- Staying put. One great enemy of community is the habit of moving home regularly. Sometimes this is unavoidable but the commitment to put down roots in a particular place for the long haul provides a wonderful opportunity to invest in the lives of those around you.
- Voluntary dependency. Consumer culture drives us towards autonomy and fragmentation. We feel that to rely on others for anything is somehow demeaning. But community can’t exist without inter-dependence and the realisation that we need each other to truly thrive. Here are some examples:
- The sharing economy. There are now a number of websites that allow us to borrow things like cars, spare rooms, tools, lawn mowers and such like. We may be able to afford to buy these but sharing creates dependence that then builds community. We used our neighbours lawnmower until they moved when we had to, after 5 years, get our own!
- Asking for help. Community will flourish if we make ourselves vulnerable. We often find it easier to offer assistance but when we put down our defences and admit we can’t do something on our own then barriers can more easily be broken down. Examples might be watering of gardens when on holiday, looking after kids while we go to the doctors or just asking for a helping hand with DIY. We may be able to afford to pay for these services but we will lose the chance to grow closer to those around us.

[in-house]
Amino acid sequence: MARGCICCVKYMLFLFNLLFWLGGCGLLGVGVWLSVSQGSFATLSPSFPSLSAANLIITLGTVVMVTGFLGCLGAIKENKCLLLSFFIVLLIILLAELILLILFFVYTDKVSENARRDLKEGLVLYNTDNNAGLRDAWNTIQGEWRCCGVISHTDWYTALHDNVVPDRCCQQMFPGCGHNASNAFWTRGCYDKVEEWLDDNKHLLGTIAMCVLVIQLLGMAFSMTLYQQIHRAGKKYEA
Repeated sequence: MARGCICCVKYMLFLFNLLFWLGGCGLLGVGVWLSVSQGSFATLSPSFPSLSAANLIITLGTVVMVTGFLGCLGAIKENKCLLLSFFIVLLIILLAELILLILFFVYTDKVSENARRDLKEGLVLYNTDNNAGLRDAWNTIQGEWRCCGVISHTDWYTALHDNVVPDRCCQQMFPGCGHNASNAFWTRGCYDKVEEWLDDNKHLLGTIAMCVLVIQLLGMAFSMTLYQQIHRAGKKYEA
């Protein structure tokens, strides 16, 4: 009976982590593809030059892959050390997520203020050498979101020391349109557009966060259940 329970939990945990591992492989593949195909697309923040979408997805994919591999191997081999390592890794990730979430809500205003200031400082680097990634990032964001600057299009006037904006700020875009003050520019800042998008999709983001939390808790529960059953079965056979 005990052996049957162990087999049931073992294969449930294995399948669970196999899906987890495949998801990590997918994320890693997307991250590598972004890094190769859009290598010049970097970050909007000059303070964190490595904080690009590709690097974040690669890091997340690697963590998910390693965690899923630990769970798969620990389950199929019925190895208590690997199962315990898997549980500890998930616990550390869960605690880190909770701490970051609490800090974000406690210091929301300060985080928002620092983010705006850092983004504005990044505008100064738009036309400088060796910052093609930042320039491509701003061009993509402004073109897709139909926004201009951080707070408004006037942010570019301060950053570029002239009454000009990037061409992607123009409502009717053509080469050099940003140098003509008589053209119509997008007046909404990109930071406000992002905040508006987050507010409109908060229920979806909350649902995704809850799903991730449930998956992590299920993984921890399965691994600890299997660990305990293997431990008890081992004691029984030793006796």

- Asking for prayer. When struggling with illness or difficult circumstances we must overcome our reserve and not be ashamed to ask for prayer. I wonder if there is anything that binds us closer to one another than when we humble ourselves and invite God to help us through other people. In such circumstances God promises to be present and to answer.
Living the dream
I recently found myself ruminating about the ideal place to live. I recalled a number of amazing places I’d been to on holiday. I went through all the homes I’ve lived in over my lifetime. I dreamed about going back to the fields and farmhouse of my childhood in Suffolk. But in the end I could honestly say that my ideal location is the community, the road and the home where I live right now.
Now, it’s not that the house is perfect (I’d love a bigger garden!) or that I couldn’t think of quieter streets or more bucolic settings. It’s not that the weather is ideal or the people incredibly friendly. This street, this house, is the ideal place because I feel connected to the community and the place.
The Ofsted rating of the school my kids go to is far less important than feeling part of the school community of teachers, parents and pupils. The excellence of the worship, teaching or children’s work at the local church will never meet my spiritual needs if I am not getting involved in the messiness and joys of other people lives. And having great shops, amazing council services and safe and quiet roads won’t matter a jot if I am a stranger to those who live all around me.